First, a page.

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Book-It Repertory Theatre

Publications & Media Manager Shannon Loys sat down with our very own Jen Taylor, currently playing Elizabeth Bennet in Pride and Prejudice. Jen has adapted two novels for Book-It and was most recently on our stage in Truth Like the Sun.

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Richard Nguyen Sloniker and Jen Taylor during rehearsal.

Shannon Loys: So is it fair to say you love Jane Austen?

Jen Taylor: Yeah, it’s super fair to say that.

S: How far back does this love go?

J: I probably didn’t fall in love with Jane Austen until college, but I read Pride and Prejudice when I was 8.

S: Whoa.

J: And I underlined all of the words that I didn’t understand and looked them up which took a very long time. (Laughs) I remember the word that struck me the most was “countenance.” Because it’s not a word that we use, and the concept of someone’s countenance was very confusing to me. I was like, “Well is it what they look like? No, is it their mood? Is it, you know, a cross between those things?” Yeah. I was very fascinated by that. Interestingly enough, I think I say “countenance” 45 times in this play.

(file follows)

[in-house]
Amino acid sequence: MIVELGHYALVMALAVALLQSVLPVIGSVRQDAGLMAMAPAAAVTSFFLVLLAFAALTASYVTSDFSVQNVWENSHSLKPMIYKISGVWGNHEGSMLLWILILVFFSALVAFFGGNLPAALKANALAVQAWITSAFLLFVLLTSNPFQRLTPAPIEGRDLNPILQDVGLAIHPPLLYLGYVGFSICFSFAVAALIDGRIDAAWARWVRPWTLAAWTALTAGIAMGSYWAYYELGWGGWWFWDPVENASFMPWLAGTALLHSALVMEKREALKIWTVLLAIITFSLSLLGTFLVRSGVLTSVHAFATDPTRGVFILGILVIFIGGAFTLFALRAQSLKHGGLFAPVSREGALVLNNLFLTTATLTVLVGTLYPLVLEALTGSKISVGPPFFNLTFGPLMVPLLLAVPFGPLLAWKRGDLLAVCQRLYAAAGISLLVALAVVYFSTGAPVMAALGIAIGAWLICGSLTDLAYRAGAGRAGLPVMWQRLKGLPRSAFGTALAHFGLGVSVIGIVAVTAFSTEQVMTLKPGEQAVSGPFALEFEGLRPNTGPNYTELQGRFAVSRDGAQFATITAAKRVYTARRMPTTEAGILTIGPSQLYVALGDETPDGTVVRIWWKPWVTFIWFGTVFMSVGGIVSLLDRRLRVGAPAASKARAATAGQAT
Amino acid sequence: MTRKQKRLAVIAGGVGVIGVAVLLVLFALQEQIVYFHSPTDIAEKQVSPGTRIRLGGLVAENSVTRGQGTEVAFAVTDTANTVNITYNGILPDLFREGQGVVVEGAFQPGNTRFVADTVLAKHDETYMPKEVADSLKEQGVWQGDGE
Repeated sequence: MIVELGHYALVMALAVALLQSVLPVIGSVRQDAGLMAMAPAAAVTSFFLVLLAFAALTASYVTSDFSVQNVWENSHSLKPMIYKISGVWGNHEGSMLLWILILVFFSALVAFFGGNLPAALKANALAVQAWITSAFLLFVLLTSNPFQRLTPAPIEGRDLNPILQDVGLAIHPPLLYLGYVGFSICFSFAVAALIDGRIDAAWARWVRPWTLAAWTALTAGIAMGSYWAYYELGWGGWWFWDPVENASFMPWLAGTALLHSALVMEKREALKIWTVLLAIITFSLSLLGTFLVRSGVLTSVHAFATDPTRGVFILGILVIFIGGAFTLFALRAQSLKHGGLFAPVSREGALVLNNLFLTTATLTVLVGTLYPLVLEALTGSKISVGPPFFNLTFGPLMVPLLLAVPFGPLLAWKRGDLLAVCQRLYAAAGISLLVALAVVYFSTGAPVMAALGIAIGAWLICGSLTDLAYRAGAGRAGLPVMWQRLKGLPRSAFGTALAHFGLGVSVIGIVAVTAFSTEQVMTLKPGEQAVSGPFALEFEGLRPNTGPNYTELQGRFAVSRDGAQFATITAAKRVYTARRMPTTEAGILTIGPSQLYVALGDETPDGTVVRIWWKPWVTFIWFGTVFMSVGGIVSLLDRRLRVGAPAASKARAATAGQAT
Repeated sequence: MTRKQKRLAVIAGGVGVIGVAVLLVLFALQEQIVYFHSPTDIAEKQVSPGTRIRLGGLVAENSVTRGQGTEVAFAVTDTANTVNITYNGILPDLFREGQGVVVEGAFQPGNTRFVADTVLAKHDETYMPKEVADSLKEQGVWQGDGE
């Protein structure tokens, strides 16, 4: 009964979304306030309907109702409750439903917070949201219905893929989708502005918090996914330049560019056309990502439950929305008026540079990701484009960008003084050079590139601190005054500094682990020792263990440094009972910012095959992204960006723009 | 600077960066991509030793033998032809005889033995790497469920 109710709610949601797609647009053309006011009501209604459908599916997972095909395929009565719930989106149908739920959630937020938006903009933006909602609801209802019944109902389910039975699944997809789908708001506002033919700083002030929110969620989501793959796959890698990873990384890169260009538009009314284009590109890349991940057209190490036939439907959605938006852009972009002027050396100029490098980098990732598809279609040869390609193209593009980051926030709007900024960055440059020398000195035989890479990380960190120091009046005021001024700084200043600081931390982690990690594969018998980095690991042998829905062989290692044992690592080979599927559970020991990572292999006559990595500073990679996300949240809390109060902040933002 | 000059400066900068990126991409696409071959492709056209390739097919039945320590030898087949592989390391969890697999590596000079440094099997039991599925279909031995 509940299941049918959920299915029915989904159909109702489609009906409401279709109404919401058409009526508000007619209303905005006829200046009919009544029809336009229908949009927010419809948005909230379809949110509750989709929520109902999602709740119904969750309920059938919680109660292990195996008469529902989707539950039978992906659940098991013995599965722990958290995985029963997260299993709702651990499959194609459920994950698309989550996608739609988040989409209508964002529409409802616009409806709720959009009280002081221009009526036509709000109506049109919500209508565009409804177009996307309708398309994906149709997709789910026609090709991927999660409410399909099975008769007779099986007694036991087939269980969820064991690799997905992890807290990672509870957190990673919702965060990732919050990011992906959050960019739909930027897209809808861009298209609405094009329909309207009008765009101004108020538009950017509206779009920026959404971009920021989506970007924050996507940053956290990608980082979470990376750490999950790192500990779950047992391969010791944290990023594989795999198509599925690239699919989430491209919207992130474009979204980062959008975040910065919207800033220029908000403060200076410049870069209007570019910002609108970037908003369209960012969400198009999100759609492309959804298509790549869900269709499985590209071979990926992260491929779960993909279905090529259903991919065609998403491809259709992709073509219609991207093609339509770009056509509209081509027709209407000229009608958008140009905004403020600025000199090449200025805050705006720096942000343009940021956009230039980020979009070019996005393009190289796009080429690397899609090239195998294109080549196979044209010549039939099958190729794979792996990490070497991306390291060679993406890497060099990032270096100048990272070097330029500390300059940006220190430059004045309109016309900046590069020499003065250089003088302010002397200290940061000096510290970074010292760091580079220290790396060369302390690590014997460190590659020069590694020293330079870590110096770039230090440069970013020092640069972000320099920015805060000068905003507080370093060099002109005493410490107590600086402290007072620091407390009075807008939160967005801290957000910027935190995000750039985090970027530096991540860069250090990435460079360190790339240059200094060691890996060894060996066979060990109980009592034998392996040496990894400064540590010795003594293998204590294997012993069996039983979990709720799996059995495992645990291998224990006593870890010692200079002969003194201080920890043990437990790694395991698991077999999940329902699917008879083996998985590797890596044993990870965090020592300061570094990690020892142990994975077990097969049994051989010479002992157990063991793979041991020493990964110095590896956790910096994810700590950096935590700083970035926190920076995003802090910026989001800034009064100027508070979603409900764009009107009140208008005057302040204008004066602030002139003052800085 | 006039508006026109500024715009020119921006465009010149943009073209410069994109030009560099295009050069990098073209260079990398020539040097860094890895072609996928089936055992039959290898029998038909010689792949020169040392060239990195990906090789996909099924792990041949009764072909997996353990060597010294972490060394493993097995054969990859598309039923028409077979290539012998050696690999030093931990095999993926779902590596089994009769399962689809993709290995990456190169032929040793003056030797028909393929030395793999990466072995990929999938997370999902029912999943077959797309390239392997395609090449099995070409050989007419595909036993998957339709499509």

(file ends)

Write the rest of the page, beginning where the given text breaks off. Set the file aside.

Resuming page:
S: 8-year-old Jen underlining words in Pride and Prejudice. I mean, you were an adapter in the making.

J: (Laughs) My mother would love to hear that. I think it was mainly because my mother loved the book. People: read books to your children. My mother was, and is to this day, an avid reader. She was interested in it so I thought, “This must be good.” And she watched the BBC production so I watched it, too. I wondered why Elizabeth didn’t end up with Wickham, frankly. Which is probably why I married my first Wickham. [Colin Byrne played Wickham in our 2004 production of Pride and Prejudice.]

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S: I hear there’s a story about the necklace you’re wearing on the poster and in the show.